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OPERATION BERTRAM

The Phantom Army of El Alamein

Following the Battle of El Alamein, the first great British victory of the second world war (and the only one without the assistance of US forces), Winston Churchill told the House of Commons on 11 November 1942: “By a marvellous system of camouflage, complete tactical surprise was achieved in the desert.”

Seventy years on from El Alamein, it is obvious that no consensus exists on what really happened in a clash that everyone at least agrees was pivotal.

Operation Bertram at El Alamein was the largest visual deception campaign in history. It involved an elaborate shuffling of real and dummy forces, with hundreds of tanks and artillery moved overnight into combat positions hidden under canvas covers that disguised them as harmless lorries, and leaving decoys behind where the tanks and guns had been. German reconnaissance would report that nothing had changed overnight. They would also report a large build-up of forces in the south, all dummies. The dramatis personae behind this operation and earlier subterfuges, such as the building of a dummy railhead in the desert from palm fronds and old petrol cans. Overcoming prejudice from the fighting forces, institutional inertia and a chronic lack of resources, they nevertheless achieved what many thought impossible: hiding armies in the desert.

One sidelined figure was Field Marshall Archibald Wavell, a restrained, scholarly soldier and a lover of poetry (his anthology Other Men’s Flowers was published in 1944 and is still in print). Wavell and the flamboyant, irascible Churchill never got on, and Wavell was dismissed on 21 June 1941.

On 23 April 1941, Wavell had drafted a memo to the camoufleurs with a one-liner that would prove the key to the deceptive operation: “Is it a wild idea that a tank could be camouflaged to look like a lorry from air by light canvas screens over top?” The memo is preserved in the National Archives. The idea was realised in the camouflage workshops in the desert, and the disguised tanks became known as Sunshields. The idea was also adapted for field guns under the name Cannibals.

Seven hundred and twenty-two Sunshields, 360 Cannibals, 500 dummy tanks, 150 dummy guns, and 2,000 dummy transport vehicles were used in the campaign.

In the end, the important question is: was the great camouflage deception at Alamein an important factor in the victory – as Churchill, Montgomery and the camoufleurs believed – or not? Useful testimony comes from General von Thoma, commander of Rommel’s Afrika Korps, who was captured on the last day and dined with Montgomery as his guest that night. “He is a very nice chap and he was quite willing to talk about past events,” Montgomery wrote in his diary. Von Thoma confirmed that the Germans were fooled by Bertram: they expected the attack to come from the south and were completely taken aback by the ferocious assault from the north.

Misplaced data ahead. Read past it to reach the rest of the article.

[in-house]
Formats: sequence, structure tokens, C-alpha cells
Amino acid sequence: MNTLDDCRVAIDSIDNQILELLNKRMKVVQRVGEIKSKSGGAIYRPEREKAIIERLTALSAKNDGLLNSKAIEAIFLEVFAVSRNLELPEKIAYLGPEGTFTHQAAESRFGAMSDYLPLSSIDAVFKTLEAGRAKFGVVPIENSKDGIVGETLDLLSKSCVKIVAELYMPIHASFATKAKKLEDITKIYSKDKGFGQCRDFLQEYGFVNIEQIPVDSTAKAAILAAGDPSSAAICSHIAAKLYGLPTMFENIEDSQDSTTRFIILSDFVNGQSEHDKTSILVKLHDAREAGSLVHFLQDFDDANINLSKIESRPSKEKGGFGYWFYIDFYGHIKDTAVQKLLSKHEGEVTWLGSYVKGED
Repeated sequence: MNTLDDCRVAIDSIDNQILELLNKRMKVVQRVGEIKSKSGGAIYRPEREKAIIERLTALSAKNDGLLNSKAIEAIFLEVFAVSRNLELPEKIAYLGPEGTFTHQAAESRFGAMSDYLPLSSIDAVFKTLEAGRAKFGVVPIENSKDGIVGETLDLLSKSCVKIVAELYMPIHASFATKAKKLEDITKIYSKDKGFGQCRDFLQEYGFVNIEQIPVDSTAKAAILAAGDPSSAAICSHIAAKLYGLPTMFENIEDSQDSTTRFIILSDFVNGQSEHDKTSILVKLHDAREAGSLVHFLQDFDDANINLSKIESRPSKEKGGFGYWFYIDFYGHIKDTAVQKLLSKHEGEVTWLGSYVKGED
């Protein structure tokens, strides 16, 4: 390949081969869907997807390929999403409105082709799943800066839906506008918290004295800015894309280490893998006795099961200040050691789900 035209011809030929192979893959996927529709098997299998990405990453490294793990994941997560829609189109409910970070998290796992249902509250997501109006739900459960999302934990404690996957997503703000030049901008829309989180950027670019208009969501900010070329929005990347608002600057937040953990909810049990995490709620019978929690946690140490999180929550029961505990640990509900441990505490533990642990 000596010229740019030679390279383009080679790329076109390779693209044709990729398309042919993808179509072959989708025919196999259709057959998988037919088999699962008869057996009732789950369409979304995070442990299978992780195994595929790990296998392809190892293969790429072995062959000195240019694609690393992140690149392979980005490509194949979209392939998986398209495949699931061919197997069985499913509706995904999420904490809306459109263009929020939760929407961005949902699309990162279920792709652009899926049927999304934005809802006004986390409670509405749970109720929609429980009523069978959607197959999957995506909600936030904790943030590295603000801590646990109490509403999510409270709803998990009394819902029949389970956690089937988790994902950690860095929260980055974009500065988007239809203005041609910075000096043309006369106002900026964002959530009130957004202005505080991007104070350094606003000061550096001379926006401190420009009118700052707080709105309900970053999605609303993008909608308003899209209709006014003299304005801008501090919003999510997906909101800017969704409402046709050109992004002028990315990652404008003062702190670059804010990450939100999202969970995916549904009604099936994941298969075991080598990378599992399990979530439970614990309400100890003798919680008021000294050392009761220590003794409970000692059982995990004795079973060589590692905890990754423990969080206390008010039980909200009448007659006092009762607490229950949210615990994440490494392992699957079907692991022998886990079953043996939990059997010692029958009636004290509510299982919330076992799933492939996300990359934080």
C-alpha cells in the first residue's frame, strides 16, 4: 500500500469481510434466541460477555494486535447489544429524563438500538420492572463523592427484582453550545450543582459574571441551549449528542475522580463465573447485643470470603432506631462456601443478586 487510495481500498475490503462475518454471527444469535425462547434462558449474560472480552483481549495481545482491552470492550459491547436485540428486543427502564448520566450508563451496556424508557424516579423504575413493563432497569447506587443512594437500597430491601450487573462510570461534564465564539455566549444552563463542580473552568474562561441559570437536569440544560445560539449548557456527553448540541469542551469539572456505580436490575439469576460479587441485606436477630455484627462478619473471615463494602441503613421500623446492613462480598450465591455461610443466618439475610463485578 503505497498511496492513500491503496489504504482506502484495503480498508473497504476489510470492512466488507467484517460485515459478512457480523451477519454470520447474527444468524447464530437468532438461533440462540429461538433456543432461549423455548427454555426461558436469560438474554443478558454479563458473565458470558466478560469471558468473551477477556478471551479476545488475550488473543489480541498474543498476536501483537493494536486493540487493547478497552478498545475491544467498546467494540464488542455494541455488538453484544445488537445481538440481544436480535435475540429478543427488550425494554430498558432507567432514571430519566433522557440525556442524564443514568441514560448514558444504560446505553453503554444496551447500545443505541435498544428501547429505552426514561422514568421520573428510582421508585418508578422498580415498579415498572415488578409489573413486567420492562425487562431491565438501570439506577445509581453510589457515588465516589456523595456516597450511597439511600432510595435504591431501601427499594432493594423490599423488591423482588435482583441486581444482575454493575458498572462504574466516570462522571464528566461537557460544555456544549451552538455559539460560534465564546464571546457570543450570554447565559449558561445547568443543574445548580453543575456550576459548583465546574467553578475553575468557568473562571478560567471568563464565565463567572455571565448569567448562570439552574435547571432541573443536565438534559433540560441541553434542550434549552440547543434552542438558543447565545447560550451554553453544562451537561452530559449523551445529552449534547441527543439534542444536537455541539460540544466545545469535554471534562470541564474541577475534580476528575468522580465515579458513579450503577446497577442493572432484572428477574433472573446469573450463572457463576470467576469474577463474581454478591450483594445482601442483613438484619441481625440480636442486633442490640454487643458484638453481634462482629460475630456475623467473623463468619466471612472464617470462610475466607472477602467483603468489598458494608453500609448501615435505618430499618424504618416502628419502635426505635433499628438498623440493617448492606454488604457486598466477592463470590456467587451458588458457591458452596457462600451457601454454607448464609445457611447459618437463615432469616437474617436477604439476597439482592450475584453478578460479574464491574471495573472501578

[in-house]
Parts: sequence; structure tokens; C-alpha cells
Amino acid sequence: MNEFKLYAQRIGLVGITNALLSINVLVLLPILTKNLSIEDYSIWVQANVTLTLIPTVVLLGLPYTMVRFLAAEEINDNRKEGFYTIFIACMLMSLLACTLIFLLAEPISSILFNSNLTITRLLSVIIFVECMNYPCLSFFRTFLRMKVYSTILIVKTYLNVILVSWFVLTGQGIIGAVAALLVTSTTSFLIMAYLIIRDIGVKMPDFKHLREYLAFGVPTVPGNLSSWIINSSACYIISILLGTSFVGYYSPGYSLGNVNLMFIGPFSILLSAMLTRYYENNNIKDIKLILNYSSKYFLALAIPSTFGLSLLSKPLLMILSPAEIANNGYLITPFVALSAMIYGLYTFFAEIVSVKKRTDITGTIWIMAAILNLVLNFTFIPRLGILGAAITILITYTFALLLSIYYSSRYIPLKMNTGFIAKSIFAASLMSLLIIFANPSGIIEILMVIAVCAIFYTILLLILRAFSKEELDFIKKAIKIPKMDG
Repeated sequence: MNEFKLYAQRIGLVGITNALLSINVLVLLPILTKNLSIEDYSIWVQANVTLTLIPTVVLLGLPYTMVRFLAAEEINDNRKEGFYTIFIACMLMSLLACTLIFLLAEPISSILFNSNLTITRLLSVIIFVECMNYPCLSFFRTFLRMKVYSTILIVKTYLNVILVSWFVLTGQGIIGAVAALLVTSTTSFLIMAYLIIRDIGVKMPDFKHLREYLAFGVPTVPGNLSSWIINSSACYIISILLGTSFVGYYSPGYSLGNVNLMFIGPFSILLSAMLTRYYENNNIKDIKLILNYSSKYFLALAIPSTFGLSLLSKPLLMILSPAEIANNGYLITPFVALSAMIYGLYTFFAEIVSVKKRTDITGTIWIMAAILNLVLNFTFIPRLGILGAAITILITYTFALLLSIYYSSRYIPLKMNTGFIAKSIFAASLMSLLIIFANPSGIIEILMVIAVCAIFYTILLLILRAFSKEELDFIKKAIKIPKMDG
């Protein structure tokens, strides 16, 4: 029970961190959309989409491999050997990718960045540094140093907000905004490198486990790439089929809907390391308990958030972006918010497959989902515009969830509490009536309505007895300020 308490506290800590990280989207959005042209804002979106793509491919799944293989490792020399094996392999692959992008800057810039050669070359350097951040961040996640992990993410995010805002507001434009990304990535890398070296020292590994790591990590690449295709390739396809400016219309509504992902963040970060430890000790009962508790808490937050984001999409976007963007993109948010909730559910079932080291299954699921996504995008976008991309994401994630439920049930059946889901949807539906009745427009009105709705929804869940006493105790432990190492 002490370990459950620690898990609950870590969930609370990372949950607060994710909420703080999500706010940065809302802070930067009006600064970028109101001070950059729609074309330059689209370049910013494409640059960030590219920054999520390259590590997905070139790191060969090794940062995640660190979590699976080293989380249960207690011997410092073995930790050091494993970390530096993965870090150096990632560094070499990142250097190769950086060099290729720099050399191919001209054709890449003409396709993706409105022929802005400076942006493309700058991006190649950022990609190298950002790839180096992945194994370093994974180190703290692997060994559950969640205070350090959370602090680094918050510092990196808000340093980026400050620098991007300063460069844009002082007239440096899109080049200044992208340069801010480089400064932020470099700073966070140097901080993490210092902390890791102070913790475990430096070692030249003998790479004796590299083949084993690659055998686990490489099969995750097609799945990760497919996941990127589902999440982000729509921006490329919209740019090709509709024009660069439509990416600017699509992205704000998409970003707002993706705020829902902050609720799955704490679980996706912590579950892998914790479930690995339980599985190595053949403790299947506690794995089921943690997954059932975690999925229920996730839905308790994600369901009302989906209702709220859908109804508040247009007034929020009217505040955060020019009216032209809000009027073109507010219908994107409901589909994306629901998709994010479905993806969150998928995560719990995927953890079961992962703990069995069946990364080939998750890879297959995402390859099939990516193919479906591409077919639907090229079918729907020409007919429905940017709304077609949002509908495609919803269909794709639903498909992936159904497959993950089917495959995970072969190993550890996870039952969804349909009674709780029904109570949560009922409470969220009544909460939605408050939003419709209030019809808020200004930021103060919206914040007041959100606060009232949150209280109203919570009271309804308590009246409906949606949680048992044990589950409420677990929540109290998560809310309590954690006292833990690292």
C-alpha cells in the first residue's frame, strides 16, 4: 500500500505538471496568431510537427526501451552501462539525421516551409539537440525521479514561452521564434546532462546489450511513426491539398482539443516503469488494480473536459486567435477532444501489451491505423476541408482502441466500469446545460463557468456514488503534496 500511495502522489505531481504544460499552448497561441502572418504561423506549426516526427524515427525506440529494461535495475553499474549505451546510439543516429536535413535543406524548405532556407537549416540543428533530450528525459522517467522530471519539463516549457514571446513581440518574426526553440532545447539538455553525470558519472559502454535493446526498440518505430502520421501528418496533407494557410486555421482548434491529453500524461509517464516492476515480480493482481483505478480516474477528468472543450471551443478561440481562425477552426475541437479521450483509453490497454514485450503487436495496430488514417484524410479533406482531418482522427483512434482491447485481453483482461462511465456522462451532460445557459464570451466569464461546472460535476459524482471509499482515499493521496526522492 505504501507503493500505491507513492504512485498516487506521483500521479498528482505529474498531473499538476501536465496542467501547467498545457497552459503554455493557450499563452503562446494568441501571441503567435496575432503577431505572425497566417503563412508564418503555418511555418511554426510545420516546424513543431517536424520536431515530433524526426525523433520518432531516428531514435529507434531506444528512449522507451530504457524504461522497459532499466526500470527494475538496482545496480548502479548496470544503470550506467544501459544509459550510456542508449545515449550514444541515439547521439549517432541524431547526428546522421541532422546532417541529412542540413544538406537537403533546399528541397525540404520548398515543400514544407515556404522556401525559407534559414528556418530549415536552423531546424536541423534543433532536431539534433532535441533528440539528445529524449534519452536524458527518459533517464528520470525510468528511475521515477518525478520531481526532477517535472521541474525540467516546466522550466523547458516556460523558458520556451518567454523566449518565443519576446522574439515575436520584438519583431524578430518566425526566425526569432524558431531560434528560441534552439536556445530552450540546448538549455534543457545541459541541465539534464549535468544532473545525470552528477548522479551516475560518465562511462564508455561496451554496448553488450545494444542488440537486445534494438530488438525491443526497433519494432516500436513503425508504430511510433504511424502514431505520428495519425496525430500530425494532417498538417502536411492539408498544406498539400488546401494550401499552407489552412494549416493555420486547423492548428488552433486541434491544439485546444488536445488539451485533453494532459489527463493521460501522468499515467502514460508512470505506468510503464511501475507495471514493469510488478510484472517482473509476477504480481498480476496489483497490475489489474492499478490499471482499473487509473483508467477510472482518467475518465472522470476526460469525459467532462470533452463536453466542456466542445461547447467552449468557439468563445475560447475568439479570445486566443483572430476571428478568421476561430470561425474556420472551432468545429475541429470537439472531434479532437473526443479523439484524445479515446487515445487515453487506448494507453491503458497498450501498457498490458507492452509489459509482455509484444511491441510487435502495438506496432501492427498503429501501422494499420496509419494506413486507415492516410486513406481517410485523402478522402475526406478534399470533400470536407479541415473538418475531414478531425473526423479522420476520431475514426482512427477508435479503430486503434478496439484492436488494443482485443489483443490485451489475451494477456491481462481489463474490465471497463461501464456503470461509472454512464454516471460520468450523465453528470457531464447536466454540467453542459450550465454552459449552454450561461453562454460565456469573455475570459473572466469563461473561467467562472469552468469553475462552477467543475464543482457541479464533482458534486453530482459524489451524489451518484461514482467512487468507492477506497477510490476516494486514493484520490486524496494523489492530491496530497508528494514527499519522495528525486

But what Churchill omitted to say in his report to parliament, was that following the initial surprise attack, the British advance became bogged down in a minefield. In the end the battle was one of attrition, and the larger British force prevailed.

Churchill’s attempts to get his own way with his generals and the Americans. It is sobering to read the saga of incompetence and backbiting in the British camp that preceded Alamein, especially the catastrophic Greek campaign of early 1941, which resulted in ignominious withdrawal and huge losses of men and equipment from the Middle Eastern theatre. Destiny in the Desert is no sanitised contribution to our self-congratulatory anniversary. There’s no doubt that Montgomery made himself unlikeable on many occasions, but in this account the dice seem loaded against him.

Seventy years on, we realise that perspectives have shifted and we see the past differently. In a strange quirk of events, last year the RAF was bombing Benghazi once again. The scenario that prompted this return could not have been imagined in 1942. In September 2011, David Cameron visited Benghazi to praise the Libyan rebels, who had “fought like tigers”.

But in 1942 the wishes of those who lived in this region “were of no account to the principal protagonists”.

So why was the first great British victory of the second world war being fought on north African soil at all? Because, Churchill’s war was as much to save the British empire as to save Britain itself, and for this he needed the help of an America that was always hostile to British imperialism. Churchill had to prove that the British could successfully engage the Germans in north Africa to enlist America in the goal of preserving British power in the Middle East. He succeeded in the nick of time. The victory at El Alamein came four days before the first Americans arrived in north Africa for Operation Torch.

Had Alamein been lost, the Americans would have had to do most of the work themselves and the British empire might have ended even sooner than it did. But for now, Churchill had the victory he craved.

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